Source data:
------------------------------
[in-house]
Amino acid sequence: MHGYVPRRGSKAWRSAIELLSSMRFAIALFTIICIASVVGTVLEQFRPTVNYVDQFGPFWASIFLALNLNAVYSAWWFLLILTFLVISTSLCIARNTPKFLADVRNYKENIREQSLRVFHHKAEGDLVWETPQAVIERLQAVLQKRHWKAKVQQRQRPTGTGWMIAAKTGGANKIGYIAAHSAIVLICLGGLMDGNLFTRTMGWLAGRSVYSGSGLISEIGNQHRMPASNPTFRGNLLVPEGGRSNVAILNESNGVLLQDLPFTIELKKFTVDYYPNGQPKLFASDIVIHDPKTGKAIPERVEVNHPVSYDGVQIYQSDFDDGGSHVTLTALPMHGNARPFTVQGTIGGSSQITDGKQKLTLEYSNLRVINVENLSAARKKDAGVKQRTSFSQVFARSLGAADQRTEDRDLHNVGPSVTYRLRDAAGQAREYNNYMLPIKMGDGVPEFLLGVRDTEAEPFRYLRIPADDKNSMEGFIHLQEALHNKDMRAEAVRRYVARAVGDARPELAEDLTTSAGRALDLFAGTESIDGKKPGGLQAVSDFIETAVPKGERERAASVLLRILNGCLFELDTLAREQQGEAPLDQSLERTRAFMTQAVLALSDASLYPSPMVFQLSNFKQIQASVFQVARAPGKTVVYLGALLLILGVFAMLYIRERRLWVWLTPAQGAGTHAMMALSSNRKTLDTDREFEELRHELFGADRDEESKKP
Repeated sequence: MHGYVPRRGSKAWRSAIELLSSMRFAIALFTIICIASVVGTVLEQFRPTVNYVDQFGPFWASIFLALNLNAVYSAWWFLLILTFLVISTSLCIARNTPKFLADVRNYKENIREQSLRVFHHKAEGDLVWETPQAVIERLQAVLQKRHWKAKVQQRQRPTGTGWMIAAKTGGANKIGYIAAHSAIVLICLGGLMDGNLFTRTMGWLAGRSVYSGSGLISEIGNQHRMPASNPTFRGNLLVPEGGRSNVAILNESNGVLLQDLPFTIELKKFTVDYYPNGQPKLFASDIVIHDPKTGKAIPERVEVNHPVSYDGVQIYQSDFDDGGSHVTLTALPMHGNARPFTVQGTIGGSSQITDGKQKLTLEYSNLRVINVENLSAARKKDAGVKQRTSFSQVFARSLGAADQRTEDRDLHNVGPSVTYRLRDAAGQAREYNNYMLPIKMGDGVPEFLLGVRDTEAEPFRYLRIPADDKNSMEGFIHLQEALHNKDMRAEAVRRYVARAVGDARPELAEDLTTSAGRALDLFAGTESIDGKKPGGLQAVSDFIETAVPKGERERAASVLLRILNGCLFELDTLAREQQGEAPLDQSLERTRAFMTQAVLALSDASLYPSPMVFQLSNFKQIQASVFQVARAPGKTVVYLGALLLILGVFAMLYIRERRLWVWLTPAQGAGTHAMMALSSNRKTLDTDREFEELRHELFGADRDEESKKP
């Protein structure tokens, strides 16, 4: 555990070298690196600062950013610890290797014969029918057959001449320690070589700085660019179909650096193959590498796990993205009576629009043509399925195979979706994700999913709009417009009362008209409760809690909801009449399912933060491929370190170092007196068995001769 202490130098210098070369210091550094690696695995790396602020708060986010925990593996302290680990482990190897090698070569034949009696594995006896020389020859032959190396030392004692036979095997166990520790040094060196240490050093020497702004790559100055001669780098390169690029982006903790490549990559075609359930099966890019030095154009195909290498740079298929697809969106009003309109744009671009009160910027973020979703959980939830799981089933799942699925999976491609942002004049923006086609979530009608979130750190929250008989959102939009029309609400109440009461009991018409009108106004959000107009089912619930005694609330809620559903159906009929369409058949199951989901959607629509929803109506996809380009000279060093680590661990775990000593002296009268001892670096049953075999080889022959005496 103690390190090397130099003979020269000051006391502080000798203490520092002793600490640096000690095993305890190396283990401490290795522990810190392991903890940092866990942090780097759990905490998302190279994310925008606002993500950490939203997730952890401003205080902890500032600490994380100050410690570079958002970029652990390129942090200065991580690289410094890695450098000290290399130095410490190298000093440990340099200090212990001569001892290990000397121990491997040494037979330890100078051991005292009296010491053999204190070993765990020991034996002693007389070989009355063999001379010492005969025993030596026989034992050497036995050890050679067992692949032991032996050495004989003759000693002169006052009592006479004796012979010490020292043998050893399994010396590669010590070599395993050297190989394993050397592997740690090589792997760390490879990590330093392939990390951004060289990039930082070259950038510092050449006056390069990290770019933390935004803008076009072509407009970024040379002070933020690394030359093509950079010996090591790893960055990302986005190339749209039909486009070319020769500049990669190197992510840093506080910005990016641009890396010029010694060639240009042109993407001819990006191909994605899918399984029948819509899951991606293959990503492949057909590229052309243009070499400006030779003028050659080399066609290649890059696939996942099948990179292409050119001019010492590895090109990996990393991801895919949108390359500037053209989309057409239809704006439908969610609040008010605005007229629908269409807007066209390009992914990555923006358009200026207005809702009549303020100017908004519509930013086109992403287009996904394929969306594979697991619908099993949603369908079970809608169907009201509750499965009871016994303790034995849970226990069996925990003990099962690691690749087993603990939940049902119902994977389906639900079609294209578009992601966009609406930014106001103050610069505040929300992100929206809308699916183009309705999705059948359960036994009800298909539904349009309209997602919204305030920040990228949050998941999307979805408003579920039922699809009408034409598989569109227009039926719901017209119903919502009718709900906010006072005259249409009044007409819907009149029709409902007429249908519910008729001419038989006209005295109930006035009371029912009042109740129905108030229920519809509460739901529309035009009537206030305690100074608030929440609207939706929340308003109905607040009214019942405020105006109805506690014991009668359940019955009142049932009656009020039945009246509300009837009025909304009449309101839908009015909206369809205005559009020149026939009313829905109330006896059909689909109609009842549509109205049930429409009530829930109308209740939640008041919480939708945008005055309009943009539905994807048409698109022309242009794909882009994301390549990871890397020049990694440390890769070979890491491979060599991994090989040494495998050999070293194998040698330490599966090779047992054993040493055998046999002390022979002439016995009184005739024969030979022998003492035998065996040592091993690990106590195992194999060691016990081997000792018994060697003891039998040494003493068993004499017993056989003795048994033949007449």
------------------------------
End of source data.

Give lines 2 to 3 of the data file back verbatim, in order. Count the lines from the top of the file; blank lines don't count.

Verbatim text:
Amino acid sequence: MHGYVPRRGSKAWRSAIELLSSMRFAIALFTIICIASVVGTVLEQFRPTVNYVDQFGPFWASIFLALNLNAVYSAWWFLLILTFLVISTSLCIARNTPKFLADVRNYKENIREQSLRVFHHKAEGDLVWETPQAVIERLQAVLQKRHWKAKVQQRQRPTGTGWMIAAKTGGANKIGYIAAHSAIVLICLGGLMDGNLFTRTMGWLAGRSVYSGSGLISEIGNQHRMPASNPTFRGNLLVPEGGRSNVAILNESNGVLLQDLPFTIELKKFTVDYYPNGQPKLFASDIVIHDPKTGKAIPERVEVNHPVSYDGVQIYQSDFDDGGSHVTLTALPMHGNARPFTVQGTIGGSSQITDGKQKLTLEYSNLRVINVENLSAARKKDAGVKQRTSFSQVFARSLGAADQRTEDRDLHNVGPSVTYRLRDAAGQAREYNNYMLPIKMGDGVPEFLLGVRDTEAEPFRYLRIPADDKNSMEGFIHLQEALHNKDMRAEAVRRYVARAVGDARPELAEDLTTSAGRALDLFAGTESIDGKKPGGLQAVSDFIETAVPKGERERAASVLLRILNGCLFELDTLAREQQGEAPLDQSLERTRAFMTQAVLALSDASLYPSPMVFQLSNFKQIQASVFQVARAPGKTVVYLGALLLILGVFAMLYIRERRLWVWLTPAQGAGTHAMMALSSNRKTLDTDREFEELRHELFGADRDEESKKP
Repeated sequence: MHGYVPRRGSKAWRSAIELLSSMRFAIALFTIICIASVVGTVLEQFRPTVNYVDQFGPFWASIFLALNLNAVYSAWWFLLILTFLVISTSLCIARNTPKFLADVRNYKENIREQSLRVFHHKAEGDLVWETPQAVIERLQAVLQKRHWKAKVQQRQRPTGTGWMIAAKTGGANKIGYIAAHSAIVLICLGGLMDGNLFTRTMGWLAGRSVYSGSGLISEIGNQHRMPASNPTFRGNLLVPEGGRSNVAILNESNGVLLQDLPFTIELKKFTVDYYPNGQPKLFASDIVIHDPKTGKAIPERVEVNHPVSYDGVQIYQSDFDDGGSHVTLTALPMHGNARPFTVQGTIGGSSQITDGKQKLTLEYSNLRVINVENLSAARKKDAGVKQRTSFSQVFARSLGAADQRTEDRDLHNVGPSVTYRLRDAAGQAREYNNYMLPIKMGDGVPEFLLGVRDTEAEPFRYLRIPADDKNSMEGFIHLQEALHNKDMRAEAVRRYVARAVGDARPELAEDLTTSAGRALDLFAGTESIDGKKPGGLQAVSDFIETAVPKGERERAASVLLRILNGCLFELDTLAREQQGEAPLDQSLERTRAFMTQAVLALSDASLYPSPMVFQLSNFKQIQASVFQVARAPGKTVVYLGALLLILGVFAMLYIRERRLWVWLTPAQGAGTHAMMALSSNRKTLDTDREFEELRHELFGADRDEESKKP